It's perfectly ok to take data from other species as suggestive evidence for our own species, because we're all pretty friggin similar.
Posted by smajor82 on April 23, 2014 at 10:24 AM · Report this
venomlash 9
Yo Dan, the conclusions drawn by that WSJ article you linked are fuckstupid. Just because more spouses said their #1 relationship concern was having enough space than said it was their sex life doesn't mean that having space is more important for couples than having good sex. (It just means that it's a more prevalent problem.) And I have no idea HOW you went from that morass to "[r]esearch shows" that spending lots of time apart leads to healthier relationships.
Posted by venomlash on April 23, 2014 at 11:04 AM · Report this
10
Sounds like the ever-shifting arguments you used to hear against teh gays. To wit:

Fundamentalist: "Homosexual behavior is unnatural!"
Scientist: "Here are 300 species that have been observed displaying homosexual behavior."
Fundamentalist: "Homosexual behavior is base and animalistic!"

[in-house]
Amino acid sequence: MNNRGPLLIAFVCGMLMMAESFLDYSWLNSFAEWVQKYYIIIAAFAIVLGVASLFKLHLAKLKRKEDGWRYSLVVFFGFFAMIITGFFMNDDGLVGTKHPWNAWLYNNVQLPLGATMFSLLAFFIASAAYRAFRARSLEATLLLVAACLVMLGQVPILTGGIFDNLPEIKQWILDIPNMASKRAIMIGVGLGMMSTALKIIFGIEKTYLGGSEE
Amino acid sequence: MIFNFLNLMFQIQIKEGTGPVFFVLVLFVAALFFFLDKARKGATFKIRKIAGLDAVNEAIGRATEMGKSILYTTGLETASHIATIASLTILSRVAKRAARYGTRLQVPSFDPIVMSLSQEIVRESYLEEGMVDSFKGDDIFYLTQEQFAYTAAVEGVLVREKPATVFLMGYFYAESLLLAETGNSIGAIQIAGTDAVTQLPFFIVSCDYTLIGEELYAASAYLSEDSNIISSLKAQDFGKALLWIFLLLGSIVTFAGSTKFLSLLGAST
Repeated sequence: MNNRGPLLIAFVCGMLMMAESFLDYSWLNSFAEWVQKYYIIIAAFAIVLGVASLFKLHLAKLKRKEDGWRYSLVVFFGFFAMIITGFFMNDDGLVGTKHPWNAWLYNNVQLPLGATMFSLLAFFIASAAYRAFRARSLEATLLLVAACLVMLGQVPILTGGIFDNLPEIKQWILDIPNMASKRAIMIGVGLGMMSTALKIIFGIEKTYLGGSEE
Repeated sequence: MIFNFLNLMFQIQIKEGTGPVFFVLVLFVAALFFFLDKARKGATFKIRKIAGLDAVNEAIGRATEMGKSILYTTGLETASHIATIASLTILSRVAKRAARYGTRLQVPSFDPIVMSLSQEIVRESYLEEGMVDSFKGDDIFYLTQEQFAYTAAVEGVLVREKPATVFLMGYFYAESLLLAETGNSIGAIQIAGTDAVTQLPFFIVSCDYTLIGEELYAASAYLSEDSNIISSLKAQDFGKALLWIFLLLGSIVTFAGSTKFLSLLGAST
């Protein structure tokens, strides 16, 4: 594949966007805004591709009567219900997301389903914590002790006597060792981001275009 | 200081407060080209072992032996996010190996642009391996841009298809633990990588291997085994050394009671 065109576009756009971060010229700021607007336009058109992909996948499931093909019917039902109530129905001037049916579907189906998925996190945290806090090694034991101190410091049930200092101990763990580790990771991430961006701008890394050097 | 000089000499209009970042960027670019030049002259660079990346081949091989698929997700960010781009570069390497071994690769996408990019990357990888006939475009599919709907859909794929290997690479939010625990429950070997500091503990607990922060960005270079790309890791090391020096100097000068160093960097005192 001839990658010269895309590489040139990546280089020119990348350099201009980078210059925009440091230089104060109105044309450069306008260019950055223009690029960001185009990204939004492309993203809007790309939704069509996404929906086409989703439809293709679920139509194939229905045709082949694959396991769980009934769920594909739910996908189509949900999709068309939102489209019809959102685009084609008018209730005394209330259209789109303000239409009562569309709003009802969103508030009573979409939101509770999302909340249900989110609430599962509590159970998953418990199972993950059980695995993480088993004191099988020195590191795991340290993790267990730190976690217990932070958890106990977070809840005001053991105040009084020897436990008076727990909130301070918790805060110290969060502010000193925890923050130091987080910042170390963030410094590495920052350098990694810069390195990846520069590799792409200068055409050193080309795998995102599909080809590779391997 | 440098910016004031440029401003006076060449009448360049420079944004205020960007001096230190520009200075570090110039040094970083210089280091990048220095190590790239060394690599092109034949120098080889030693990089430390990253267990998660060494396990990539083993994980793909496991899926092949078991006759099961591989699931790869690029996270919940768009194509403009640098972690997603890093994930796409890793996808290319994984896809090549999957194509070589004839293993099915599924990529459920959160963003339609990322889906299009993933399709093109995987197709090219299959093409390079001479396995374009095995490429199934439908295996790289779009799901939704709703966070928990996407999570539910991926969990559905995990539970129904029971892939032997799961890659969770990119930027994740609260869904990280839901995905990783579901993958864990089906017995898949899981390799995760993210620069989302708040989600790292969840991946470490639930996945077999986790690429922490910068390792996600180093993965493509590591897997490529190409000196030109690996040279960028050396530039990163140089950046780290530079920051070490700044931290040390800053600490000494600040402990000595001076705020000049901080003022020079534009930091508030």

In other words, the argument can change all the time, as long as the conclusion stays intact.
Posted by Pope Buck I on April 23, 2014 at 11:09 AM · Report this
11
The NPR article is misusing the word "faithful" as it is currently defined for sexual contexts. I'm not sure that the non-sexual meaning of the word applies here either, considering that the albatrosses don't really have shared lives the way human couples do.

But yes a little time apart can work wonders.
Posted by DRF on April 23, 2014 at 11:29 AM · Report this
Ophian 12
I agree with most others that, while this is ornithologically interesting, it doesn't really make any broader point about human relationships.

That being said, I am a fan of non-monogamy, monogamishy, and lots of space in relationships. For anyone with a "clingier" partner, you can now reassure them: Hey, baby, I'm not gonna do you like some flamingo. No, baby, I'm an albatross.
Posted by Ophian on April 23, 2014 at 11:46 AM · Report this
13